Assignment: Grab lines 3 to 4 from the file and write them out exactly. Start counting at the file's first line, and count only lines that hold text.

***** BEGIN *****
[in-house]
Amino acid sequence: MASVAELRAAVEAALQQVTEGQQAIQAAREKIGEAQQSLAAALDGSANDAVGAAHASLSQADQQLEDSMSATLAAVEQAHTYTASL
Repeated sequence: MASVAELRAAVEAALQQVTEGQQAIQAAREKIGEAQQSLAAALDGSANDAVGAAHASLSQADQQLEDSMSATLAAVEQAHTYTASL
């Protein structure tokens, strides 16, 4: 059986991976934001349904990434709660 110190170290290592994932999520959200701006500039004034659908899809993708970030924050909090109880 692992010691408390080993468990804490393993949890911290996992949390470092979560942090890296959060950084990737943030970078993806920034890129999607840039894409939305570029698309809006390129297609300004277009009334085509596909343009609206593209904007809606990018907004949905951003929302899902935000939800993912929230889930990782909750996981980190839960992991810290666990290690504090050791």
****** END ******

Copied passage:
Repeated sequence: MASVAELRAAVEAALQQVTEGQQAIQAAREKIGEAQQSLAAALDGSANDAVGAAHASLSQADQQLEDSMSATLAAVEQAHTYTASL
């Protein structure tokens, strides 16, 4: 059986991976934001349904990434709660 110190170290290592994932999520959200701006500039004034659908899809993708970030924050909090109880 692992010691408390080993468990804490393993949890911290996992949390470092979560942090890296959060950084990737943030970078993806920034890129999607840039894409939305570029698309809006390129297609300004277009009334085509596909343009609206593209904007809606990018907004949905951003929302899902935000939800993912929230889930990782909750996981980190839960992991810290666990290690504090050791």